Kessler Foundation Scientists Secure $800,000 in Federal Grants for Post-Stroke and Autism Research
Three Kessler Foundation scientists, Timothy Rich, PhD, OTR/L, Helen Genova, PhD, and Heba Elsayed, MD, have received nearly $800,000 in federal grants from the National Institutes of Health (NIH) to advance research in the fields of neglect dyslexia and autism. These projects aim to bring new hope to individuals affected by these conditions.
Dr. Rich, a research scientist at the Center for Stroke Rehabilitation Research, received $626,889 for his study on “Gaze, Head Rotation, and Neuroanatomic Correlates of Reading Errors in Neglect Dyslexia.” Neglect dyslexia, a reading problem associated with post-stroke spatial neglect, can hinder daily activities. Dr. Rich’s research will explore the role of gaze in neglect dyslexic errors and collect data to better understand the brain networks involved in spatial cognition. Ultimately, this work could improve the lives of those with neglect dyslexia.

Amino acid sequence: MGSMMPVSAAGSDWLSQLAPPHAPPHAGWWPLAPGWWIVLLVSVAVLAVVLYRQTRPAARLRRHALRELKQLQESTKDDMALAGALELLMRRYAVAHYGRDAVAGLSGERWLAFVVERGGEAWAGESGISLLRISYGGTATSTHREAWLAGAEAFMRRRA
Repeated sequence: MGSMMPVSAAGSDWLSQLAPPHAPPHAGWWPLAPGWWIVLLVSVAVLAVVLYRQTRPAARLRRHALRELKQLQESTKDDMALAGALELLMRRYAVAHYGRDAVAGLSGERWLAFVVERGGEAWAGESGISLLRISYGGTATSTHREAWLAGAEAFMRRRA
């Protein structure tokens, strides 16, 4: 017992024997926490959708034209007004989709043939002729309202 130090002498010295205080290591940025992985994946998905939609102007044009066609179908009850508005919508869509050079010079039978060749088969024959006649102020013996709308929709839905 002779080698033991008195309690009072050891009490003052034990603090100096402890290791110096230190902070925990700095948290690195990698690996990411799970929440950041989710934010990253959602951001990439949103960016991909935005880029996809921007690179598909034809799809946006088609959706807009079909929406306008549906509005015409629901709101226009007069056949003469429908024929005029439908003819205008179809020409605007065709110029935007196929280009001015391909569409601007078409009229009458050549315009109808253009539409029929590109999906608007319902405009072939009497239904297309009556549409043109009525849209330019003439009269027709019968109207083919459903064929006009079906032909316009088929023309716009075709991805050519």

Dr. Genova, associate director, and Dr. Elsayed, associate research scientist at the Center for Autism Research, secured a $150,436 grant for their collaborative study, “A Novel Employment Specific Social Communication Assessment Tool for Individuals with Autism Spectrum Disorders (ASD).” Transition-age individuals on the autism spectrum often face challenges in finding employment. Social communication differences are a significant hurdle, impacting workplace interactions. This study will assess specific language profiles used by individuals with ASD, shedding light on communication differences in various workplace settings. The findings will pave the way for future efforts to improve employment success for individuals with autism.